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Lofty goals



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Customers still measure products based on price and efficiency.

For example, some cleaning products may work in individual homes but a commercial operation like a big hotel in Whistler cannot be expected to clean with baking soda and water – it’s just not feasible at this time.

Now Slope Side’s goal has been tweaked a little. Instead of just buying up more "sustainable" products, Horn said they are focusing on educating their clients.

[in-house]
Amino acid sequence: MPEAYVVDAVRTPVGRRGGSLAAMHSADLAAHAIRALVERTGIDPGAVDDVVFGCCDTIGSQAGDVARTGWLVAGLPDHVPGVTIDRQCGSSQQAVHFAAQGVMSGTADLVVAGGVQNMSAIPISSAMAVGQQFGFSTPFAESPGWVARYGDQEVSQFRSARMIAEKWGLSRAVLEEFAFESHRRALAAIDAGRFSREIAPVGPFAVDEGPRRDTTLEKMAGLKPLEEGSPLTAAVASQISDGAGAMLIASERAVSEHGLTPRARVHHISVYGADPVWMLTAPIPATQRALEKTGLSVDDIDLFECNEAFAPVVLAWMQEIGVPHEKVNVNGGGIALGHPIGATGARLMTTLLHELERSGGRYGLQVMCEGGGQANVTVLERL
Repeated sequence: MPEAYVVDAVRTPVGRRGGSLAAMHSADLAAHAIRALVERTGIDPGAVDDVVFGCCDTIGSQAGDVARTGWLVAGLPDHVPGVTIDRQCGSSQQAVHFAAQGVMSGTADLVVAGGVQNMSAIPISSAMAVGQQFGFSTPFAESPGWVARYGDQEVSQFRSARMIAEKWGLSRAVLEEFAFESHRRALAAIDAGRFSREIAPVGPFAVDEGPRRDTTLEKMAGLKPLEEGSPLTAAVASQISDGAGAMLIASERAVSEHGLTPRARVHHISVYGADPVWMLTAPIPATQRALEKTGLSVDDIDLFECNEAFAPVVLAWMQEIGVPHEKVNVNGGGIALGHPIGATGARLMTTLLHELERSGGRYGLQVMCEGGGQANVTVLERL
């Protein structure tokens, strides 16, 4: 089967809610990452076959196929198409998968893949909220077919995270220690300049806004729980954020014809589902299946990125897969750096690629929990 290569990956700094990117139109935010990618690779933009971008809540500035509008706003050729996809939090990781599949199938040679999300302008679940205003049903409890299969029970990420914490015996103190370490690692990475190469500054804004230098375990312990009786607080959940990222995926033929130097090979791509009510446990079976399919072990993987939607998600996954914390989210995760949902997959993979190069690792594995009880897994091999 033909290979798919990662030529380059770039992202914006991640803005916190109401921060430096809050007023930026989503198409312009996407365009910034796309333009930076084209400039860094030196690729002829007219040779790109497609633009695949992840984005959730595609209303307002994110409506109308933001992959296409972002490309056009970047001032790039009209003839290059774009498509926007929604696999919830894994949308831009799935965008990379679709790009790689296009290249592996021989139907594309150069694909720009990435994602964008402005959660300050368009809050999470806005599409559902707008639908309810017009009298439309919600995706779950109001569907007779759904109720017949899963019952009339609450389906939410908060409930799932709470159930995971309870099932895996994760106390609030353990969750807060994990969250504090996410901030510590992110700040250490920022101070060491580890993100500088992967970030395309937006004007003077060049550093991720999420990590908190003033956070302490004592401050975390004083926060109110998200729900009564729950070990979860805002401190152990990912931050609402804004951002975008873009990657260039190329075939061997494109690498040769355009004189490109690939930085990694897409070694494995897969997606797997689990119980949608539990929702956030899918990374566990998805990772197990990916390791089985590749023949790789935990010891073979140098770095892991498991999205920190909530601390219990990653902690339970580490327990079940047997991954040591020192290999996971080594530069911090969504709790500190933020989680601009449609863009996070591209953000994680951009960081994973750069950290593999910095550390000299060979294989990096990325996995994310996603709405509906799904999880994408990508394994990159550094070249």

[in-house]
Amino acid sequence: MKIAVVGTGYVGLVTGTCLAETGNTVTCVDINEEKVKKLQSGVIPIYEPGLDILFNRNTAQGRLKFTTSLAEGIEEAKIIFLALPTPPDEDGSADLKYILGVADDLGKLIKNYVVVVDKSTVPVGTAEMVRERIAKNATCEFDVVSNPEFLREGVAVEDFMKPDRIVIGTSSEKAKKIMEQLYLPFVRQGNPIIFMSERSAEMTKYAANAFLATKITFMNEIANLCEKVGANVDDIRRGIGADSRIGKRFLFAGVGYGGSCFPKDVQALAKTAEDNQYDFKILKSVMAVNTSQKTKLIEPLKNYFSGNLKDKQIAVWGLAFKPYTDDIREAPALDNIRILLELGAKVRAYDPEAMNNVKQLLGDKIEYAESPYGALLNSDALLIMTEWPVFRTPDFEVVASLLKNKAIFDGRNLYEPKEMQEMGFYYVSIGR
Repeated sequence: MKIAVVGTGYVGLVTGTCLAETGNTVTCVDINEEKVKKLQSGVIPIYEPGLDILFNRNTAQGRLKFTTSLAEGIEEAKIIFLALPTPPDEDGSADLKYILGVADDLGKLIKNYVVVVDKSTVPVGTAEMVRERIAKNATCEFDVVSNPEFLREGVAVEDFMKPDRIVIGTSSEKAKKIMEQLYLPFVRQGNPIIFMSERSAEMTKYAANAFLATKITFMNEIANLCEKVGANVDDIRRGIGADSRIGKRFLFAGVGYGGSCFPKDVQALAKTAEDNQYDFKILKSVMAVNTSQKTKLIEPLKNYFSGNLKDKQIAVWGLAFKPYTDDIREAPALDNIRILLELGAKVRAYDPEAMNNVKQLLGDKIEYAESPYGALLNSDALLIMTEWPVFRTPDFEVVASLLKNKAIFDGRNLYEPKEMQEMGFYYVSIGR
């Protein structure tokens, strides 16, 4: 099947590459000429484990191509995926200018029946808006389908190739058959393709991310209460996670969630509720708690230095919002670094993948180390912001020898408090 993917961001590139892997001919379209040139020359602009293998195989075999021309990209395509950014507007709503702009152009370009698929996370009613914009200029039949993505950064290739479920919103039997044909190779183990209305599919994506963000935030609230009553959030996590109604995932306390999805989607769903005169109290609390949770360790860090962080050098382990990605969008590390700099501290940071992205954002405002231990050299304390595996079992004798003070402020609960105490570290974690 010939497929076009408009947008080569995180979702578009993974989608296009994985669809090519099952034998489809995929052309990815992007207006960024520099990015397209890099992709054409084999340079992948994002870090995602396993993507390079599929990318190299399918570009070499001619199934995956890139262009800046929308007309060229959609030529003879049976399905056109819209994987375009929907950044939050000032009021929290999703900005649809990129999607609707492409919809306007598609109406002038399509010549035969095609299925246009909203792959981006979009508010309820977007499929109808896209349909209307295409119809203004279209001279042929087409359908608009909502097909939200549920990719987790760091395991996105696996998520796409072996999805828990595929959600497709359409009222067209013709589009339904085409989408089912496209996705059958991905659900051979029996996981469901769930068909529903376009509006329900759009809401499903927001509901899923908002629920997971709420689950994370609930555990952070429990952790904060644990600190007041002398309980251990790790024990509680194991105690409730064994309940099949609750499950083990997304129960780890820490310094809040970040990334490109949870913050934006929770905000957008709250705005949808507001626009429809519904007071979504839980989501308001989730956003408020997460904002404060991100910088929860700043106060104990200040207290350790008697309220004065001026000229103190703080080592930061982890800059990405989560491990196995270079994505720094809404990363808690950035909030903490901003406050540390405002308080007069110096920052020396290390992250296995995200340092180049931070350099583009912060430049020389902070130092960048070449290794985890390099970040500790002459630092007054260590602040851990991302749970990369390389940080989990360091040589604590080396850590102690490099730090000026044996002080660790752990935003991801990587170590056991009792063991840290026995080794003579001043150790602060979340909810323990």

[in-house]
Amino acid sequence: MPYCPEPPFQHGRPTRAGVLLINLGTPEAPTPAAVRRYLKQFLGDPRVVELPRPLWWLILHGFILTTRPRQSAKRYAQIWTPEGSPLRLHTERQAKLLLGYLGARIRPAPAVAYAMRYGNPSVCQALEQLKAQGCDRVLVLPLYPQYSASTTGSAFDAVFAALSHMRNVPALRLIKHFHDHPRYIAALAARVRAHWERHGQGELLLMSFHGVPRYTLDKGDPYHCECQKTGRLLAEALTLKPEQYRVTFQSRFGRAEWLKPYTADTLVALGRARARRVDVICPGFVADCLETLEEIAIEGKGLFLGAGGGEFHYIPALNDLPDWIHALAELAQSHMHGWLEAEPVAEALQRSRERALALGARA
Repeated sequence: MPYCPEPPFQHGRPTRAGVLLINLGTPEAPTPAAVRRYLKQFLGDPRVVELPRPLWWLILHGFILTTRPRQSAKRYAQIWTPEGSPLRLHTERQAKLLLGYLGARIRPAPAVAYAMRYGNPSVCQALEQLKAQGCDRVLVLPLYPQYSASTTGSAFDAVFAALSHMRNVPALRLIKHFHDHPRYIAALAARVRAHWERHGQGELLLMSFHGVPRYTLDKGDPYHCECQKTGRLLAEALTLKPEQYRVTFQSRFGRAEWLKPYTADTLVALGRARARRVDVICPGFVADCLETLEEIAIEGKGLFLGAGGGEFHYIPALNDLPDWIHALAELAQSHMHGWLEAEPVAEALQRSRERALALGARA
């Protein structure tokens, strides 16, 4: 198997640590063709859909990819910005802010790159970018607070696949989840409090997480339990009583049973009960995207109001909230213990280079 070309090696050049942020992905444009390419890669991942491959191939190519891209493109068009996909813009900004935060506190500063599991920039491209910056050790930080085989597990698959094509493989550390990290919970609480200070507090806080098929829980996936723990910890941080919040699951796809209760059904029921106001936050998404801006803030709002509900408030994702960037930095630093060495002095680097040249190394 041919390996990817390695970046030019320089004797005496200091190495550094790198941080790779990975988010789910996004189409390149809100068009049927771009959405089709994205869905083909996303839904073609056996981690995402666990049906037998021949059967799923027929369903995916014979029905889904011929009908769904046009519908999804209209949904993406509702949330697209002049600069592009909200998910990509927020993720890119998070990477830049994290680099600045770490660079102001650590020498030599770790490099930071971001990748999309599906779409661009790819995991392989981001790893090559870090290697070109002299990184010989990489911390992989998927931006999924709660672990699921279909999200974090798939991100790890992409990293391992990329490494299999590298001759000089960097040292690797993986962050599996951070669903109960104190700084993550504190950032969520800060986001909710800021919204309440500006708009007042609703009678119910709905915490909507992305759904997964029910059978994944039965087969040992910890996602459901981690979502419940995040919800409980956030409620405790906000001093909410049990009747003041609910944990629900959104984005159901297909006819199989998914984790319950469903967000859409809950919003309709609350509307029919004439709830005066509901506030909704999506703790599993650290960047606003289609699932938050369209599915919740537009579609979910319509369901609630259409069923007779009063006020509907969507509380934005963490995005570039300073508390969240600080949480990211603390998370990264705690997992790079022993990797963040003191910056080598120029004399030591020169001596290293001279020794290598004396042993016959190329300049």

To that end, Slope Side sent out 700 brochures to businesses around town, telling them about their sustainability initiatives.

"In general the community has not accepted this idea of sustainability," he said.

To get the community really on side with The Natural Step he said something big has to happen. He points to something like the small hydroelectric project on Fitzsimmons Creek, which will generate enough power for Whistler-Blackcomb, making them sustainable in their energy consumption. A project on that scale could galvanize the community into more collective action.

Sometimes the task ahead is a bit overwhelming.

"It goes in waves," he said.

"Realistically we may never be sustainable but it’s a great goal to strive for. It doesn’t mean that you shouldn’t try."